A celebration to mark the successful conclusion of the first cycle of a universal review of the human rights records of all 193 members of the United Nations was held at the European headquarters of the UN in Geneva (October 13) organized by the Geneva-based NGO, UPR Info,

The celebration marked the conclusion of the last country (Haiti) to undergo review of its human rights record by its peers under the mechanism known as the Universal Periodic Review (UPR).  The review, based on the obligations expressed in the Universal Declaration of Human Rights, is to be conducted every four years on all UN member countries.

At its inception in 2006, UPR was heralded as the most innovative mechanism of the newly created Human Rights Council, a mechanism, it was hoped, would ultimately distance the Council from the bad reputation of the UN Human Rights Commission it replaced.

The Council chamber at the Palais des Nations was well attended by delegates from around the world below the dramatic domed ceiling painted by Spanish artist Miquel Barcelo. They listened in rapt attention as speaker after speaker lauded what they unanimously agreed was the single, biggest success of  a Council that has been much criticized for having human rights violators such as Cuba and Libya (now suspended) as members.

Council President Laura Dupuy Lasserre called UPR “the jewel of the HRC" since it gave room for open and frank dialogue among states. Others noted that there was 100% participation by UN members, 98% of which voluntarily submitted written reports.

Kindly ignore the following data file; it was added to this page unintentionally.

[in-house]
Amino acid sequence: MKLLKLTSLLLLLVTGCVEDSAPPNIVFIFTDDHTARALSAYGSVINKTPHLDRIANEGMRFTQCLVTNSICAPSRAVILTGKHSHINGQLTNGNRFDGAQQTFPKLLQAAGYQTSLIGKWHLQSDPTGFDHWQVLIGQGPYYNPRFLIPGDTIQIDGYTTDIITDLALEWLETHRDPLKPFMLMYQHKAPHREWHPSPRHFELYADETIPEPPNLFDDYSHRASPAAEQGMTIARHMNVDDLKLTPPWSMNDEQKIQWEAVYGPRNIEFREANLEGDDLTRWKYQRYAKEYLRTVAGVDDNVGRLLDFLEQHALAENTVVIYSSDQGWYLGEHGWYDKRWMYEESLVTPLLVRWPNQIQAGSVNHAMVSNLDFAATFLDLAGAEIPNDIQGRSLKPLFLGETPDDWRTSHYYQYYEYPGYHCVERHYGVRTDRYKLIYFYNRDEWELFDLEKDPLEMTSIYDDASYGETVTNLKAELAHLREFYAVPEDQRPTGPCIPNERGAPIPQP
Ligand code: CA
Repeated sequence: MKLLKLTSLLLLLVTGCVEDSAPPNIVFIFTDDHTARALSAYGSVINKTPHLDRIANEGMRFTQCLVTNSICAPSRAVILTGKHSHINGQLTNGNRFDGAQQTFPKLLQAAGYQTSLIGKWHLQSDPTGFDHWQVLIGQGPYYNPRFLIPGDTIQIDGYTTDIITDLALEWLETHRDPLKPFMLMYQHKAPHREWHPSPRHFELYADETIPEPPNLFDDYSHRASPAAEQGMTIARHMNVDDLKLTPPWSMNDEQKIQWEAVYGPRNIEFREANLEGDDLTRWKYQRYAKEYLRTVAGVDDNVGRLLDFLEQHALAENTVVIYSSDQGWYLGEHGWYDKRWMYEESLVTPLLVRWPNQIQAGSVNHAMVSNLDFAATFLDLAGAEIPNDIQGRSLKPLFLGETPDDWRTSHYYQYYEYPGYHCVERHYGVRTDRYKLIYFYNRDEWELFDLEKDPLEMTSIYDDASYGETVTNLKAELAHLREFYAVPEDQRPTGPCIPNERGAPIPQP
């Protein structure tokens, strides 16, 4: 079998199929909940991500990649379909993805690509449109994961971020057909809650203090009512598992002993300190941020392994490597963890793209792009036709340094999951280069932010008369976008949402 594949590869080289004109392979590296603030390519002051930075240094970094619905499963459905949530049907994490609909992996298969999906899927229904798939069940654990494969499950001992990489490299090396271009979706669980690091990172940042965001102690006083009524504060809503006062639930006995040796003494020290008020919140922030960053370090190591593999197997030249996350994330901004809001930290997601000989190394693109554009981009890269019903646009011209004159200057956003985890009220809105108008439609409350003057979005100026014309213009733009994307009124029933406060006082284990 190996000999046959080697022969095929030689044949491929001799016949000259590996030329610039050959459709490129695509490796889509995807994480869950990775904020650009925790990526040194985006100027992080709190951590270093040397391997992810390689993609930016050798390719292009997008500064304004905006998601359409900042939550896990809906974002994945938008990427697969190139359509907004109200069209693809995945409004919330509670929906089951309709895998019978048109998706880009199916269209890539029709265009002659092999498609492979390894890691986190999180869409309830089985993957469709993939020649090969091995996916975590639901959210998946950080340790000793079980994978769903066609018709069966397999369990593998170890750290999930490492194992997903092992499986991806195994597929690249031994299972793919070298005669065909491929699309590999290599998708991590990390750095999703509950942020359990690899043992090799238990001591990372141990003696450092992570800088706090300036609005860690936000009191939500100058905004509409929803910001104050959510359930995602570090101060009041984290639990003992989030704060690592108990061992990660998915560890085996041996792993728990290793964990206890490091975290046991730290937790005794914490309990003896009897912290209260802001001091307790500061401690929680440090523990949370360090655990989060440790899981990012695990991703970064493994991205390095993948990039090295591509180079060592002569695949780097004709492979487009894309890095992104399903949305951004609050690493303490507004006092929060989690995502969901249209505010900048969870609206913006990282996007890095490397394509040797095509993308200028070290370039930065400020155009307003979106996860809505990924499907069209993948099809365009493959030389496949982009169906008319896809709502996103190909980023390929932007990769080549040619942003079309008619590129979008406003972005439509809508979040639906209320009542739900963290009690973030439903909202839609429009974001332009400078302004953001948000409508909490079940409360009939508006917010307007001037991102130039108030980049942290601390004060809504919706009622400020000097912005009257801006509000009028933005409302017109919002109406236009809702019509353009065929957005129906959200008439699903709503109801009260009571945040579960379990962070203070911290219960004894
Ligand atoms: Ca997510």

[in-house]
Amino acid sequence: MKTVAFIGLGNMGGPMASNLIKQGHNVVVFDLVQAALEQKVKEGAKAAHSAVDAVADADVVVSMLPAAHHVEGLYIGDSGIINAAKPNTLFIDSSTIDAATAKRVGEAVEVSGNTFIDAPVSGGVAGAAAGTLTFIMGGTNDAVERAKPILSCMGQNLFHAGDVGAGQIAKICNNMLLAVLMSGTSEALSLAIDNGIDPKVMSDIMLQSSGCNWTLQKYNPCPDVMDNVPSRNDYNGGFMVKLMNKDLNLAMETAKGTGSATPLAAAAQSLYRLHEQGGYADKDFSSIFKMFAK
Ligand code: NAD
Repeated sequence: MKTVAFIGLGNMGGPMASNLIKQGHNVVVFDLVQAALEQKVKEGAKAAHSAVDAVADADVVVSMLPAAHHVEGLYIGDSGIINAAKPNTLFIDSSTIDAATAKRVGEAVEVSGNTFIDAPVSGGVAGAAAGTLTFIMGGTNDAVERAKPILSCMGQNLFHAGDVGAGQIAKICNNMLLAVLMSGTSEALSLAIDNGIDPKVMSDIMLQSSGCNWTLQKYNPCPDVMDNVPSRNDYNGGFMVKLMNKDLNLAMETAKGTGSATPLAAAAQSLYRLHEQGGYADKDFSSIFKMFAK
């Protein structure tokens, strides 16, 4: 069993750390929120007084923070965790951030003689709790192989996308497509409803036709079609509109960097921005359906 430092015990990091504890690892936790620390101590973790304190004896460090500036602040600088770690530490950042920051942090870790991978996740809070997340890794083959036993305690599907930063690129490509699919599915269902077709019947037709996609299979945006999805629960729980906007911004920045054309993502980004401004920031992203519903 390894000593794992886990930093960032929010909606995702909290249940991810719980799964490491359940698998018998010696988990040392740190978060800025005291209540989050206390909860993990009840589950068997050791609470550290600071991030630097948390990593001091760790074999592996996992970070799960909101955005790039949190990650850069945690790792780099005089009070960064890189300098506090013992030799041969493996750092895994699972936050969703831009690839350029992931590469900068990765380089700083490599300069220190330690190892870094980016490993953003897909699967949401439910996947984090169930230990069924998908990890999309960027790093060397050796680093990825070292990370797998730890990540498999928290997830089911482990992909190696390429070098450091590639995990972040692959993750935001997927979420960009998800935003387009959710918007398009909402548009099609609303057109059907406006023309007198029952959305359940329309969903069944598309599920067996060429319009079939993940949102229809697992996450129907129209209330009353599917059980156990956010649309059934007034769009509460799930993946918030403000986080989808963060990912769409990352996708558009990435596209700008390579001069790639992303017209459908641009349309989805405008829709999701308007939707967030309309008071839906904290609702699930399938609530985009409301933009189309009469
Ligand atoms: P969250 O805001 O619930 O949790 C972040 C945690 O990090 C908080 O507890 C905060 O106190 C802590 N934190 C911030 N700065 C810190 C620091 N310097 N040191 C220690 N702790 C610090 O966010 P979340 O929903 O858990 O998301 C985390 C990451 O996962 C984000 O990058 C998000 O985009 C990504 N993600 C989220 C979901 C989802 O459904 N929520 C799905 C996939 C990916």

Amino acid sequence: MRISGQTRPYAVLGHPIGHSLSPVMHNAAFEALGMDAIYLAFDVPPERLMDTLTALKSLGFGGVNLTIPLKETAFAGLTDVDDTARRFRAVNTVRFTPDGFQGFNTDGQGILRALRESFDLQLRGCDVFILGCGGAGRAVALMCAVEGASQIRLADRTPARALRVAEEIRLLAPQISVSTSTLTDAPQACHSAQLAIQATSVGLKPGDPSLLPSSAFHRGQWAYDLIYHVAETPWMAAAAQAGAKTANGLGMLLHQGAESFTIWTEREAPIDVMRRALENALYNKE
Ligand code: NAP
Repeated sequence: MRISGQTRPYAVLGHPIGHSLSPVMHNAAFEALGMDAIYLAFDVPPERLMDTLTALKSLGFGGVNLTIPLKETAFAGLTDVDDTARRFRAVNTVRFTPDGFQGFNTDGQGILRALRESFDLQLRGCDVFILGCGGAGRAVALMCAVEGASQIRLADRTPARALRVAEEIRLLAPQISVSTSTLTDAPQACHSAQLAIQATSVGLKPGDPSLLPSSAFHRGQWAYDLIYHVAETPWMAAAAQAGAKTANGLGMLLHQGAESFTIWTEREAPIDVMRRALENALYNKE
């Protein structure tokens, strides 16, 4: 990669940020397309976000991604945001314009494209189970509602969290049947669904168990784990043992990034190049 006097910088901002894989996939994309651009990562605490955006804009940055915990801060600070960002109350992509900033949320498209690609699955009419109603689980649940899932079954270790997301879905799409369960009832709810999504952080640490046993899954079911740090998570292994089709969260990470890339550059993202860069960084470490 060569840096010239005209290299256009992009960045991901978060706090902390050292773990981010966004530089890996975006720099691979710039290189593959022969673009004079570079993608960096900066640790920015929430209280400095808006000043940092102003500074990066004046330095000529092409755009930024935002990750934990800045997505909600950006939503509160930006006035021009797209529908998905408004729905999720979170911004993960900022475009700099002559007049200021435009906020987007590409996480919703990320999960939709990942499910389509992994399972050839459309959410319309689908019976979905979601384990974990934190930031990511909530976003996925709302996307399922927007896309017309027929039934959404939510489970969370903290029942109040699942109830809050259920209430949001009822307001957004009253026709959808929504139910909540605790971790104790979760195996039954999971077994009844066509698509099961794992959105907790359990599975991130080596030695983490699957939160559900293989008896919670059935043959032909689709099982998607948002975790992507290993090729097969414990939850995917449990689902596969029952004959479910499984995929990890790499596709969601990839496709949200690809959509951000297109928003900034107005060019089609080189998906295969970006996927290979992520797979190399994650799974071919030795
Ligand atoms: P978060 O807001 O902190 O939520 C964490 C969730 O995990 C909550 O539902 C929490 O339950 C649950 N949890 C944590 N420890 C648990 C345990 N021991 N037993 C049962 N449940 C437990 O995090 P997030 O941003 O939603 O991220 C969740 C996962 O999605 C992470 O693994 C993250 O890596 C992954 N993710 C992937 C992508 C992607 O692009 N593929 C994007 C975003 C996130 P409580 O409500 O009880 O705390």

Morrocan Ambassador Omar Hilale, one of the sponsors of the event, did not hesitate to link the Arab Spring with the UPR. “Because of UPR, several countries have adopted more democratic procedures…It has had tremendous impact in the Arab world and on the Arab uprising.”

The High Commissioner for Human Rights, Navi Pillay, issued a statement saying, “The first cycle has undoubtedly gone very well but the real test is still to come.” The second UPR cycle begins in May 2012 and will not only be an assessment of what human rights recommendations each country has accepted but there will also be an on-the-ground follow-up.

“The true measure of the effectiveness of the UPR will be in the amount of positive change that it generates on the ground,” said Pillay, “how it improves laws, policies and practices and the enjoyment of human rights by the people.”